HMC command line

1 like Updated 4/12/13, 4:25 PM by BrianRappTags: None


The management of a virtualized operating environment is normally done using the Web-based System Management Interface (WebSM) or Remote WebSM client on systems connected to a Hardware Hanagement Console (HMC) or using the Integrated Virtualization Manager (IVM) web-based front end if you don't use/have/want/whatever a HMC. Both methods are based on a graphical user interface (GUI) and both environments are enabled for the use of remote management - i.e. you don't have to sit in front of the machine to manage the logical partitions.

But due to this feature both management GUIs rely on a certain network bandwidth available - the Remote WebSM client more than the IVM GUI - and this fact tends to become an issue if you are not on a local LAN but let's say somewhere else (patience is a goodness).

And sometimes it might be bothersome to click through all those colorfull menus to get some information or do some simple task. And based on this sometimes you could do a job faster and automatically based on scripts - but how to write a script for a GUI...

Regardless if you use a HMC or the IVM to manage POWER5/5+ based systems there's a command line interface (cli) available for both and I want to show you some of the possibilites to use it.


Please note...

The following examples are mainly valid for the use in a HMC-based environment. Though most of the commands are available on the IVM, too. But the syntax and the possible options may differ.

Enabling the Remote Command Line Execution

Per default the remote command line execution is enabled on an IVM based system - as soon as you'll login to the Virtual I/O Server (VIOS) running as LPAR1 either using telnet, ssh or a local console you can invoke the commands.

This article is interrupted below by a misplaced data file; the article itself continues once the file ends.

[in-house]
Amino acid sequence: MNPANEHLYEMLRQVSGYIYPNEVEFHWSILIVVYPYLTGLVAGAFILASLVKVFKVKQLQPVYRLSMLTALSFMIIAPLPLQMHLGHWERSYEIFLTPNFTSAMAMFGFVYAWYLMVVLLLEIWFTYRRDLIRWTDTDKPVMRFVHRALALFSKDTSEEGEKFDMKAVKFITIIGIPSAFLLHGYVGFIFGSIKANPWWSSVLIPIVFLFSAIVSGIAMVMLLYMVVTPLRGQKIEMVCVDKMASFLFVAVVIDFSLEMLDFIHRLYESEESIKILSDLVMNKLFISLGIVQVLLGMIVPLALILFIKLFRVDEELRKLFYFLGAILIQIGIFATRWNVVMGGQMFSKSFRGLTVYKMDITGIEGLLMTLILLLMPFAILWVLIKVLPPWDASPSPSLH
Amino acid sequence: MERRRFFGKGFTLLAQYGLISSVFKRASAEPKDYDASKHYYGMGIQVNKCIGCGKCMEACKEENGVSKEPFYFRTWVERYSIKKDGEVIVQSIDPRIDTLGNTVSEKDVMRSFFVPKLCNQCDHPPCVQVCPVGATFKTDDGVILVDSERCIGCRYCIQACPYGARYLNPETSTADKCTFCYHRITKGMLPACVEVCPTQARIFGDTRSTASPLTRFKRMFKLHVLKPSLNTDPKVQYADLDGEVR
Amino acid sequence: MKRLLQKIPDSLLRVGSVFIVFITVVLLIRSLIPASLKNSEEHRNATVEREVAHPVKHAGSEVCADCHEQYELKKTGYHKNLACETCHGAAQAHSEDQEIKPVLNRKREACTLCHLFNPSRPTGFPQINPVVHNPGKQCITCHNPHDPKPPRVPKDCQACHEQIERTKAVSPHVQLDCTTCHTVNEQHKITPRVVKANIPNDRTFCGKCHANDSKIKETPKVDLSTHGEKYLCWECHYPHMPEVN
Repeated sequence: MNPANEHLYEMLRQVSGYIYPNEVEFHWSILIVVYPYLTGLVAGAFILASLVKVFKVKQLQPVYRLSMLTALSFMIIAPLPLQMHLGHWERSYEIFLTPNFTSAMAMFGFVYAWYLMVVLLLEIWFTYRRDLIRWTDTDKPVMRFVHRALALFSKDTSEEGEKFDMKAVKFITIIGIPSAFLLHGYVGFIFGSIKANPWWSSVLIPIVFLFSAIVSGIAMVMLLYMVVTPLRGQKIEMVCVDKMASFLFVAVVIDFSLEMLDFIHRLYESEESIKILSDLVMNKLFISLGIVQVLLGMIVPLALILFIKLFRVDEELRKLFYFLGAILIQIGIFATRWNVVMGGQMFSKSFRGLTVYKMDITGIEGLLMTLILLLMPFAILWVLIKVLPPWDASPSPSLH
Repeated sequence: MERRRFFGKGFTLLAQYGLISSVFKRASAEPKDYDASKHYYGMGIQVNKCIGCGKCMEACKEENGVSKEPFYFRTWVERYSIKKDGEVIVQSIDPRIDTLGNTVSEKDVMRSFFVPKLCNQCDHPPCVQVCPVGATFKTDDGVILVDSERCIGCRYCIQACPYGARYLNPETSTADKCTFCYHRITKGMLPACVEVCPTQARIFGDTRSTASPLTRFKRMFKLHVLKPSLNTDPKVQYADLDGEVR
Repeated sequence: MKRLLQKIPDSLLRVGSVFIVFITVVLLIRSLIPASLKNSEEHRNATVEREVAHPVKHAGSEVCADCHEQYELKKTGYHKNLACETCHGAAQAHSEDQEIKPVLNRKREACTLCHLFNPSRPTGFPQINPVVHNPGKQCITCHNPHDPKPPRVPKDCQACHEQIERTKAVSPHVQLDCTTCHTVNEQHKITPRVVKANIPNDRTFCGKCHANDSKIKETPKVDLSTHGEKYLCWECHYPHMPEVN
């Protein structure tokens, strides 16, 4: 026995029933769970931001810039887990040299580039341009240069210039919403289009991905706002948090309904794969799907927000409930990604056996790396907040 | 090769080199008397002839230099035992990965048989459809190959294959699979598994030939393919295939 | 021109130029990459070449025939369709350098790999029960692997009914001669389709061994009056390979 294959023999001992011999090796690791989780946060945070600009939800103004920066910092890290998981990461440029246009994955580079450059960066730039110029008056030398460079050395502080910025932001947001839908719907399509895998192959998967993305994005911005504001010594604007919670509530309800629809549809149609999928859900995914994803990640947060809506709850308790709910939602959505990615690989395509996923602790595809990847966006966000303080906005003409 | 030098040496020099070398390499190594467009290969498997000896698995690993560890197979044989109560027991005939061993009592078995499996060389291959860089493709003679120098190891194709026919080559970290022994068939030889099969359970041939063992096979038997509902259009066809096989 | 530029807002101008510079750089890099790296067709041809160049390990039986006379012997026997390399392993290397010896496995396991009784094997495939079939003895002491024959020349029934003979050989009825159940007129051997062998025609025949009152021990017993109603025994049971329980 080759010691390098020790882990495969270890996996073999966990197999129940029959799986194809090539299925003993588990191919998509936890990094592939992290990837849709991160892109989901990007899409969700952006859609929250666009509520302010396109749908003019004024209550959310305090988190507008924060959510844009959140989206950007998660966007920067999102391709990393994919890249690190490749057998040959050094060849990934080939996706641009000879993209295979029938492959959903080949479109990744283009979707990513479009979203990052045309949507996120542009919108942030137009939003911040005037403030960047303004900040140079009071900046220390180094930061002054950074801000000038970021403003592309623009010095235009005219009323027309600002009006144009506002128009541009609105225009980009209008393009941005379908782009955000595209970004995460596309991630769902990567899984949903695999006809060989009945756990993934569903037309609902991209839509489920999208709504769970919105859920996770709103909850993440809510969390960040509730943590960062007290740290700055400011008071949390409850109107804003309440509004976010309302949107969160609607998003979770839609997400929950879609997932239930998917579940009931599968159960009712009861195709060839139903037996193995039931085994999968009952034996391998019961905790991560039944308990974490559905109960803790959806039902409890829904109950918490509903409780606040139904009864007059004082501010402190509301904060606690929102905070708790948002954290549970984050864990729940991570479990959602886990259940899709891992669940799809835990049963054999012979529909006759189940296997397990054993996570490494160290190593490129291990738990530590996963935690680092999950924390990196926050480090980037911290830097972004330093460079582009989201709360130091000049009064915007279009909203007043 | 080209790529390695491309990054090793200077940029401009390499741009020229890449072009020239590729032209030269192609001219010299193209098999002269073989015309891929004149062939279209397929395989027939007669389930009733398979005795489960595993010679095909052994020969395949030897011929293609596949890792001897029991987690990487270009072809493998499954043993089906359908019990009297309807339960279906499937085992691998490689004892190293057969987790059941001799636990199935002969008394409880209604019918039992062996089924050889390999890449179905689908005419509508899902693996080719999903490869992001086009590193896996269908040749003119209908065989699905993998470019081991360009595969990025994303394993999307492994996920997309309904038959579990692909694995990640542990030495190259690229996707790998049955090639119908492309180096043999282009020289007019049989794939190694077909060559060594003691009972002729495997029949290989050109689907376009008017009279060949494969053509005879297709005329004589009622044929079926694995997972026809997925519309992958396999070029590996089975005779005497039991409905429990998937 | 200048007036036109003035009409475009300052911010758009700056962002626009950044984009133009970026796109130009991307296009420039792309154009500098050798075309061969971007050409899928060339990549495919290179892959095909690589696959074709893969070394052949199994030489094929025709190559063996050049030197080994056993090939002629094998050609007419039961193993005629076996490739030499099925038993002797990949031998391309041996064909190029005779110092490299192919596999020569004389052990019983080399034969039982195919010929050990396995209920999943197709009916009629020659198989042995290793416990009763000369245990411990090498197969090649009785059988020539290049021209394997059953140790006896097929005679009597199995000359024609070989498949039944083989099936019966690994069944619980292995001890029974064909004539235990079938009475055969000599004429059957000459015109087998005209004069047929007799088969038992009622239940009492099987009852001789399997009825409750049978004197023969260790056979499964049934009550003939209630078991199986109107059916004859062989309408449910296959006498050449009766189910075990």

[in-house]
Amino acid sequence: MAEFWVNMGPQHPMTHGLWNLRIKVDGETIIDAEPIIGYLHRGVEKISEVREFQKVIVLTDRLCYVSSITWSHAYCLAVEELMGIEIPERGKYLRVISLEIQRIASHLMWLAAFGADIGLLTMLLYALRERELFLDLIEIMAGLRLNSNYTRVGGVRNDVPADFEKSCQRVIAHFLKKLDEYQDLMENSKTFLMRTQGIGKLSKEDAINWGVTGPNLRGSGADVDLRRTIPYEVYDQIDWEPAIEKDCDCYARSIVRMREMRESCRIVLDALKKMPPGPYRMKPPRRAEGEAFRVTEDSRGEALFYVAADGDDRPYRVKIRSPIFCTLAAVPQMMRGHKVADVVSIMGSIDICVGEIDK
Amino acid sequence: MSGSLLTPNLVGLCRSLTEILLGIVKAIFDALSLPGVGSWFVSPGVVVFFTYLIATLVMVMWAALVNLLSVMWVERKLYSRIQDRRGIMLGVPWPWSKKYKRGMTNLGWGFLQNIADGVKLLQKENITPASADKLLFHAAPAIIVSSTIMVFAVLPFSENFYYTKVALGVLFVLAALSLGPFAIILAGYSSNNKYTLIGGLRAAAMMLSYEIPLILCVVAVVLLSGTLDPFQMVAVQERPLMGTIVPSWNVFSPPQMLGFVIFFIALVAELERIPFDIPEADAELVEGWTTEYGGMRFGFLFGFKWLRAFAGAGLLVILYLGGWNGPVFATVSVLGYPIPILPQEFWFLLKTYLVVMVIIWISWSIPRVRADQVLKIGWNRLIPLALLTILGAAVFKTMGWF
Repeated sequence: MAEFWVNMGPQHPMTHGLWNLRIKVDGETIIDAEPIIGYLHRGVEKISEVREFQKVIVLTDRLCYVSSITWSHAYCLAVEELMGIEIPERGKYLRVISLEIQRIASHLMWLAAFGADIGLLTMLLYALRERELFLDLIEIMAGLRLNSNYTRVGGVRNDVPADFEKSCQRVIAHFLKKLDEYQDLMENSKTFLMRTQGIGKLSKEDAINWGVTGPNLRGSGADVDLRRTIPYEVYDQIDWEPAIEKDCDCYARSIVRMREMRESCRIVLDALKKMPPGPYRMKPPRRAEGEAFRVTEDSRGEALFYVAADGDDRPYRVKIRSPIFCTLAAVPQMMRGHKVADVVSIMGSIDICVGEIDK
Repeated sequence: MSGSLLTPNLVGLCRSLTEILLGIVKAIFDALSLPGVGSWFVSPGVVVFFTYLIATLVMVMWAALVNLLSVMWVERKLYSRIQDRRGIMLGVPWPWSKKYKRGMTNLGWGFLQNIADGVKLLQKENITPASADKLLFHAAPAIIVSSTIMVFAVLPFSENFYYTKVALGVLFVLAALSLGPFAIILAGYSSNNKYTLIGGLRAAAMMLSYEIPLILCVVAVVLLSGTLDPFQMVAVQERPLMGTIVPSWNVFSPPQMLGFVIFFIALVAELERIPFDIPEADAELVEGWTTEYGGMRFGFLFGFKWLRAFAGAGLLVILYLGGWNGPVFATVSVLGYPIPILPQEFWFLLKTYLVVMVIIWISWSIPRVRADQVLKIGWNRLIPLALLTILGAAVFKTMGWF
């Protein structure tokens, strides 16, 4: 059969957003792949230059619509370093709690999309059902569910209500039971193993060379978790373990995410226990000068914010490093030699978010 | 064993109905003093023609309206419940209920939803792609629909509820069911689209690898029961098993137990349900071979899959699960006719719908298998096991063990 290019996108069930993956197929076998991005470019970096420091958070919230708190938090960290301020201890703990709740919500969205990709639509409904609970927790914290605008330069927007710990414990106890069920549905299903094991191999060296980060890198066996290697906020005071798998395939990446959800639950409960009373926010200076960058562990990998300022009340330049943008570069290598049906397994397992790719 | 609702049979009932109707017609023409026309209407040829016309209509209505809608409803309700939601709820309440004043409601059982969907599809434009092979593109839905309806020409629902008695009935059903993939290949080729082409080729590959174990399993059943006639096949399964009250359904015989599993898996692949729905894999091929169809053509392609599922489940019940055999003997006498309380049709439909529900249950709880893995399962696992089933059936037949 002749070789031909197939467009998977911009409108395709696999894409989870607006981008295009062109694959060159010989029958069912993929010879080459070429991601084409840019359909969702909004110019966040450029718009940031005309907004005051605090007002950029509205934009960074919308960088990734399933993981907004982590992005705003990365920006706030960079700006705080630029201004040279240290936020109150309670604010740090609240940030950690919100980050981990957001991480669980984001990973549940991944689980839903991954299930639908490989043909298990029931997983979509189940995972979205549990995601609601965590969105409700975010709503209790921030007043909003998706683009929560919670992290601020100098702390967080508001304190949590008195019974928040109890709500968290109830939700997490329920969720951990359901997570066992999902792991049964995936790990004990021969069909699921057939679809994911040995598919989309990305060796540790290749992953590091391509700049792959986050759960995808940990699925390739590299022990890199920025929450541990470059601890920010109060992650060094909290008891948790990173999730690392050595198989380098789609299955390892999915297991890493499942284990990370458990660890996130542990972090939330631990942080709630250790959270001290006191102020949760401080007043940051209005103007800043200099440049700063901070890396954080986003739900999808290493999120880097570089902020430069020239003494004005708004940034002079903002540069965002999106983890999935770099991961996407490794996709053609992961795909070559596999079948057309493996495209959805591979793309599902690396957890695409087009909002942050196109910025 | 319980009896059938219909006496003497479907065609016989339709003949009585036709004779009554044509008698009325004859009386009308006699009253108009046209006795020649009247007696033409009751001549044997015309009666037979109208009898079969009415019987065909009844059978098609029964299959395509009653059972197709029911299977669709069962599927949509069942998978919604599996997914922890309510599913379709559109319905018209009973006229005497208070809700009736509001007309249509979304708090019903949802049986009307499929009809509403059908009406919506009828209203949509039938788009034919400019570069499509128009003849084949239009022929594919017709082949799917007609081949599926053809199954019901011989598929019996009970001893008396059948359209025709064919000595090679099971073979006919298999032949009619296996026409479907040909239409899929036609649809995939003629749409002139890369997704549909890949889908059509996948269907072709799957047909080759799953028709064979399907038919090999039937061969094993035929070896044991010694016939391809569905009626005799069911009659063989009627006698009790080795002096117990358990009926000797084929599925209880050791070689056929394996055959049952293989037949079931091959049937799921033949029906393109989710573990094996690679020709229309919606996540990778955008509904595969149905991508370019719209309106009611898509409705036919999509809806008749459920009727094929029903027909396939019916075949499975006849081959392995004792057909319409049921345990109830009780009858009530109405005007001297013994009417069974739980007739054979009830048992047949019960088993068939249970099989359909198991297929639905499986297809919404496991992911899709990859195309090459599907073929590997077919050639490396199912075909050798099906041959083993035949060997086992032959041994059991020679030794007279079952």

In an HMC-based environment it is different - here you must allow remote command line execution.

Enabling Remote Command Line Execution on the HMC

On the HMC GUI (either locally or remote) click on HMC Management in the Navigation area, then on HMC Configuration and finally on Enable/Disable Remote Command Execution. That's it - simple. You can try to login to the HMC using a SSH client of your choice.


Please note...

The login name is hscroot not root!

Enabling SSH access without password

Now that you can access the HMC using SSH it might be usefull to allow access from certain workstations without get prompted for a username and a password - this is quite usefull especially when using scripts. But if you don't need it just skip the following steps.

First step is to generate a public-private key file on your client. Here's an example on my Linux workstation.

[pjuerss@ankh-morpork ~]$ ssh-keygen -f /home/pjuerss/.ssh/id_dsa -q -t dsa -N ""

The keys are stored at /USER/HOME/.ssh/id_dsa and /USER/HOME/.ssh/

Now you must tell the HMC to accept this keys using the mkauthkeys command.

[pjuerss@ankh-morpork ~]$ssh hscroot@hmc-570 "mkauthkeys --add '[key-string von /home/pjuerss/.ssh/]'"'s password:

That's it - now try it with some command like...

[pjuerss@ankh-morpork ~]$ ssh date
Fri Sep 15 16:49:22 CEST 2006 see if it works.


Please note...

On a IVM based system you don't have mkauthkeys command so you'll have to include the generated key at

/home/padmin/.ssh/authorized_keys2 manually. Please be aware that this is not supported by IBM!

So do it on your own risk !!!

The Command Line Interface

Now that you can use SSH to connect to a HMC you are ready to start using the well documented and easy to use command line interface.

Well, it's true that the documentation of the command syntax is good - try using a command without any option and you will get all possible and required fields. In addtion the man pages of each command give you more informations and some usage example which are a great help.

In the following section I will show you some commands I found quite usefull but there are some more of them.

Informations of the various commands who can use them area available at the IBM System p Hardware Information Center:

HMC Command Line Reference

IVM Command Line Reference

Here're - I hope - all HMC related command available on the restricted shell:

bkconsdata    bkprofdata
chaccfg       chhwres            chsysstate
chcod         chled              chusrtca
chcuod        chlparutil         chvet
chhmc         chsacfg            chsyscfg
chhmcusr      chsvcevent         chsyspwd
hmcshutdown   hmcwin
installios    osinstall
lscuod        lshwinfo     lslparutil   lssvcevents  lsvet
lsdump        lshwres      lsmediadev   lssyscfg
lshmc         lsled        lspartition  lssysconn
lsaccfg       lshmcusr     lslic        lsrefcode    lssysplan
lscod         lshsc        lslock       lssacfg      lsusrtca
migrcfg       mkaccfg     mkhmcusr    mksysconn   mkvterm
mkauthkeys    mksyscfg    mksysplan
rmaccfg      rmlparutil   rmsysplan    rstprofdata
rmhmcusr     rmsyscfg     rmvterm      runlpcmd
rmlock       rmsysconn    rsthwres